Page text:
C.H. Spurgeons's The Treasury of David
Verse 14. But lusted exceedingly in the wilderness. Though they would not wait God's will, they are hot to have their own. When the most suitable and pleasant food was found them in abundance, it did not please them long, but they grew dainty and sniffed at angel's food, and must needs have flesh to eat, which was unhealthy diet for that warm climate, and for their easy life. This desire of theirs they dwelt upon till it became a mania with them, and, like a wild horse, carried away its rider. For a meal of meat they were ready to curse their God and renounce the land which floweth with milk and honey. What a wonder that the Lord did not take them at their word! It is plain that they vexed him greatly,
And tempted God in the desert. In the place where they were absolutely dependent upon him and were everyday fed by his direct provision, they had the presumption to provoke their God. They would have him change the plans of his wisdom, supply their sensual appetites, and work miracles to meet their wicked unbelief: these things the Lord would not do, but they went as far as they could in trying to induce him to do so. They failed not in their wicked attempt because of any goodness in themselves, but because God "cannot be tempted," -- temptation has no power over him, he yields not to man's threats or promises.
EXPLANATORY NOTES AND QUAINT SAYINGS
Verse 14. In the wilderness. When God by circumstances of time and place doth call for moderation of carnal appetite, the transgression is more heinous and offensive unto God: "They lusted exceedingly in the wilderness", where they should have contented themselves with any sort of provision. --David Dickson.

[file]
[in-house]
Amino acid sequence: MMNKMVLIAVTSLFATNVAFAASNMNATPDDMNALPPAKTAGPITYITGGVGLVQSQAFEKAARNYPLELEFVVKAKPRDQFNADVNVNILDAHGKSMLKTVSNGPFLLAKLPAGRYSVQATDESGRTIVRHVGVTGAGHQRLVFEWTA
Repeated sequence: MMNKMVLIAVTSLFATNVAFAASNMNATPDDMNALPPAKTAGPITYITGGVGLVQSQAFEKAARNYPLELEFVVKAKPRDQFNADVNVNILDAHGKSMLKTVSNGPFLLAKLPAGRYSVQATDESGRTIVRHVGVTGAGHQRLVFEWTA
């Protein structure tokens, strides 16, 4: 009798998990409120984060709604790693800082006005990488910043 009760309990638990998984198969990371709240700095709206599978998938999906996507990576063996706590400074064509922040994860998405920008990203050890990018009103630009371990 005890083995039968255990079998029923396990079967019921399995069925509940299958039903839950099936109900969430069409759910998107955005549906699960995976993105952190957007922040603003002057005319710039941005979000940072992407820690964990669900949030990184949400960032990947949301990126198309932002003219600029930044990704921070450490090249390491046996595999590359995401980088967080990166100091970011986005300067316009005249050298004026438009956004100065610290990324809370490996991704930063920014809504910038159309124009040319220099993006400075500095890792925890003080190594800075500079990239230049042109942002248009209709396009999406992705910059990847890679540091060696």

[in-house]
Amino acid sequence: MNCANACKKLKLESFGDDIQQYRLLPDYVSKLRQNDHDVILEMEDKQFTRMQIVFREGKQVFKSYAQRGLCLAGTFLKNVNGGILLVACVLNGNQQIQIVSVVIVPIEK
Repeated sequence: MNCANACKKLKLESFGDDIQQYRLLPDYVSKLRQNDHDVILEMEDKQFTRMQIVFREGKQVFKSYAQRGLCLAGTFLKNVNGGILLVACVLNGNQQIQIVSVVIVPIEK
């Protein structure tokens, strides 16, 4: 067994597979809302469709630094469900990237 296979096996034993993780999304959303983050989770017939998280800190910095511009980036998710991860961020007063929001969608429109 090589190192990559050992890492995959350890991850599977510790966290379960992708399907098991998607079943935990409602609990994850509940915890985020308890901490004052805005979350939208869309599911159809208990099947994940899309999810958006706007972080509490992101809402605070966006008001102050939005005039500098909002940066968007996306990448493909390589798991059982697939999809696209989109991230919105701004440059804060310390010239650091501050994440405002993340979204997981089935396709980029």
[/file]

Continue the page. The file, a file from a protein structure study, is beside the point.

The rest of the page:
Verse 14. In the wilderness. There, where they had bread enough and to spare, yet nothing would serve them but they must have flesh to eat. They were now purely at God's finding; so that this was a reflection upon the wisdom and goodness of their Creator. They were now, in all probability, within a step of Canaan, yet had not patience to stay for dainties till they came thither. They had flocks and herds of their own, but they will not kill them; God must give them flesh as he gave them bread, or they will never give him credit or their good word: they did not only wish for flesh, "but" they "lusted exceedingly" after it. A desire even of lawful things, when it is inordinate and violent, becomes sinful; and therefore this is called "lusting after evil things", (1 Corinthians 10:6), though the quails as God's gift, were good things, and were so spoken of, Psalms 105:40. Yet this was not all, "they tempted God in the desert", where they had had such experience of his goodness and power, and questioned whether he could and would gratify them therein. See Psalms 78:19-20. --Matthew Henry.
HINTS FOR PASTORS AND LAYPERSONS
Verse 14. The wickedness of inordinate desires.
- They are out of place -- "in the wilderness."
- They are assaults upon God -- "and tempted God."
- They are despisers of former mercies -- see preceding verses.
- They involve solemn danger -- see following verse.